Newton and Curie: The Science Squirrels
by Kirk, Daniel
When an apple falls on his head, Newton the squirrel begins to wonder how the world works. Listening in on a lesson about the force of gravity, he decides to try his own experiments with the help of his sister, Curie. Learning to make simple machines, they discover that science is for everyone even squirrels.
by Schwarz, Viviane
In the follow-up to How to Find Gold, best friends Anna and Crocodile are going on another intrepid adventure this time, to the moon!
Cece Loves Science: Push and Pull
by Derting, Kimberly
Cece and her friend Isaac learn about the opposite forces of push and pull, and use their new knowledge to create a treat dispenser for Cece’s dog, Einstein. Perfect for aspiring scientists, emerging readers, and fans of Andrea Beaty’s Ada Twist, Scientist.
by Fenske, Jonathan
This is the sweet story of a lonely balloon falling in love with a lively kite, and the adventures they share high in the air flipping, dipping, spinning, and playing in the clouds.
The Science of Breakable Things
by Keller, Tae
The spectacular debut novel from the Newbery Award winning author of When You Trap a Tiger. This is an uplifting story about friendship, family, and the complicated science of the heart.
Sir Fig Newton and the Science of Persistence
by Thomas, Sonja
From the Desk of Zoe Washington meets Ways to Make Sunshine in this “noteworthy” middle grade novel about a determined young girl who must rely on her ingenuity and scientific know-how to save her beloved cat.
by Losure, Mary
A surprising true story of Isaac Newton’s boyhood suggests an intellectual development owing as much to magic as science.
¡Al bebé le encanta la gravedad!
by Spiro, Ruth
Accurate enough to satisfy an expert, yet simple enough for baby, this clever board book explores the ups and downs of gravity. When baby drops food from a high chair, why does it fall? Beautiful, visually stimulating illustrations complement age-appropriate language to encourage baby’s sense of wonder.
La gravedad a nuestro alrededor
by Conrad, David
When you jump, why don’t you go flying into space? Gravity! Let scientists through the ages show you Gravity All Around.
Super Simple Experiments with Mass
by Polinsky, Paige V.
Super Simple Experiments with Forcesgives young readers the tools they need to start experimenting.Budding scientists will learn to lift rice with friction, move a mini boat with surface tension, and more!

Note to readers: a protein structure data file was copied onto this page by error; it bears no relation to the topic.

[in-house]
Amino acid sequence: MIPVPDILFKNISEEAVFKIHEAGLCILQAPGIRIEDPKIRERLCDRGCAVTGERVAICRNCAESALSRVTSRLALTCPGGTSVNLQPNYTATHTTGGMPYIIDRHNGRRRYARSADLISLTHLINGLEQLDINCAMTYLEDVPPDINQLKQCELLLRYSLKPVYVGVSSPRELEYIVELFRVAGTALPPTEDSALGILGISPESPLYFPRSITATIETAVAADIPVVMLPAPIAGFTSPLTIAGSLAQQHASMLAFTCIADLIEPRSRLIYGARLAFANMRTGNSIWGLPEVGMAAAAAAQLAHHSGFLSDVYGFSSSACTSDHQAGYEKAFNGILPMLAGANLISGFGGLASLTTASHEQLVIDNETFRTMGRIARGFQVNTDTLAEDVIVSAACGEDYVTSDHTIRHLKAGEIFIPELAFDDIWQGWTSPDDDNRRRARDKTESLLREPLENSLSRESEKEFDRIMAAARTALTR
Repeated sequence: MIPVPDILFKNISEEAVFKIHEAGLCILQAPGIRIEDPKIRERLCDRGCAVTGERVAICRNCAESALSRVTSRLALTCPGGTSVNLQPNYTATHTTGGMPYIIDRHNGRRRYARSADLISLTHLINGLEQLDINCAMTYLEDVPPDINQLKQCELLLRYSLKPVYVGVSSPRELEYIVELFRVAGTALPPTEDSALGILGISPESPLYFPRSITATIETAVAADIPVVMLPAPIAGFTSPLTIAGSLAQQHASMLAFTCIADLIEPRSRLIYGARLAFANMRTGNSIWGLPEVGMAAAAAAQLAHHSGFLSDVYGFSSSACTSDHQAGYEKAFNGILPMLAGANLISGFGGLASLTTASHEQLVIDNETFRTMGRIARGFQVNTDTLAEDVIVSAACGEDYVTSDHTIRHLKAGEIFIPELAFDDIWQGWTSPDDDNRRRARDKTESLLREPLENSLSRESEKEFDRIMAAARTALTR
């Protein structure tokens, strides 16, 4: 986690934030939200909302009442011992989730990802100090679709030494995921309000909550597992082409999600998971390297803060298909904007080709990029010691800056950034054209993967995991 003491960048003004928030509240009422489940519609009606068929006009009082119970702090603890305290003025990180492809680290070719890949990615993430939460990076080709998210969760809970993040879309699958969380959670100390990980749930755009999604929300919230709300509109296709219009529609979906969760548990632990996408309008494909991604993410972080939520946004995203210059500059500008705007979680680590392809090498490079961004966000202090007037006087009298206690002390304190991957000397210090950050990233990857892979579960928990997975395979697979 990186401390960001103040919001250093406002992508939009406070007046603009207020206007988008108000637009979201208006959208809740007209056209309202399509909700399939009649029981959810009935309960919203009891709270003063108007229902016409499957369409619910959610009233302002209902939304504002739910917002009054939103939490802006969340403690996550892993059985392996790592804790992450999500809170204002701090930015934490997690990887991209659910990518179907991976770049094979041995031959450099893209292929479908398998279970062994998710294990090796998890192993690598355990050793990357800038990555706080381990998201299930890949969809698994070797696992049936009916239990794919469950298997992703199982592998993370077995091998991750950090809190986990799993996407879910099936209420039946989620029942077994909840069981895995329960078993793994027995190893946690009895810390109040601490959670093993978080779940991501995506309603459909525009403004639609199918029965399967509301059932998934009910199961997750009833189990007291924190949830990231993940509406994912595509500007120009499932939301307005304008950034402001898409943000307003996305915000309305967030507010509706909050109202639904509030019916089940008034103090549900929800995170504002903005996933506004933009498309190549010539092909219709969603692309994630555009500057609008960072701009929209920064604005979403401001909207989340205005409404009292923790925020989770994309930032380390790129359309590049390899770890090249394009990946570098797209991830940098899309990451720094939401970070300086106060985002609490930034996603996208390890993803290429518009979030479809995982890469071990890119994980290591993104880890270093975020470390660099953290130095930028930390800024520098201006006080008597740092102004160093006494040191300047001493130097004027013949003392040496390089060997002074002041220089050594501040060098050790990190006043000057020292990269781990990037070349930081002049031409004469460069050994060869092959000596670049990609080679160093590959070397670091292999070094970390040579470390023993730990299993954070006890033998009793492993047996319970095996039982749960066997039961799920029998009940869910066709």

by Harasymiw, Mark
U.S. Air Force Pararescuemen are part of one of the most important teams in the U.S. Military. These skilled operators perform daring rescues all over the world, and all while evading the enemy.
by Rose, Simon
The Air Force Special Operations Command is divided into wings, groups, and squadrons. Its motto is “Any Place, Any Time, Any Where.” Learn these facts and more in Air Force Special Operations, a U.S. Armed Forces book.
Discovering the Nature of Gravity
by Holl, Kristi
Interspersing history with science to support STEM learning, this exciting volume chronicles the evolution of our understanding of gravity by tracing the lives and experiments of the individuals instrumental in advancing gravitational physics.
by Cheshire, Gerard
Examines the ways in which forces are produced and the effects they have on the objects around them.
by Kenney, Karen Latchana
Examine origami’s origins, how it intersects with mathematics, and how it became a tool to solve some of the most complicated challenges in engineering, architecture, technology, and medicine today.
125 Physics Projects for the Evil Genius
by Silver, Jerry
25 Physics Projects for the Evil Genius is filled with hands-on explorations into key areas of this fascinating field. Best of all, these experiments can be performed without a formal lab, a large budget, or years of technical experience!
by Christen, Carol
Based on the best-selling career book, a job-hunting manual for teens helps high school and college students zero in on their favorite skills and apply that knowledge to finding their perfect major or job.
by Wilgus, Alison
In an era of dirigibles and hot air balloons, the Wright Brothers were among the first innovators of heavier than air flight. But in the hotly competitive international race toward flight, Orville and Wilbur were up against a lot more than bad weather.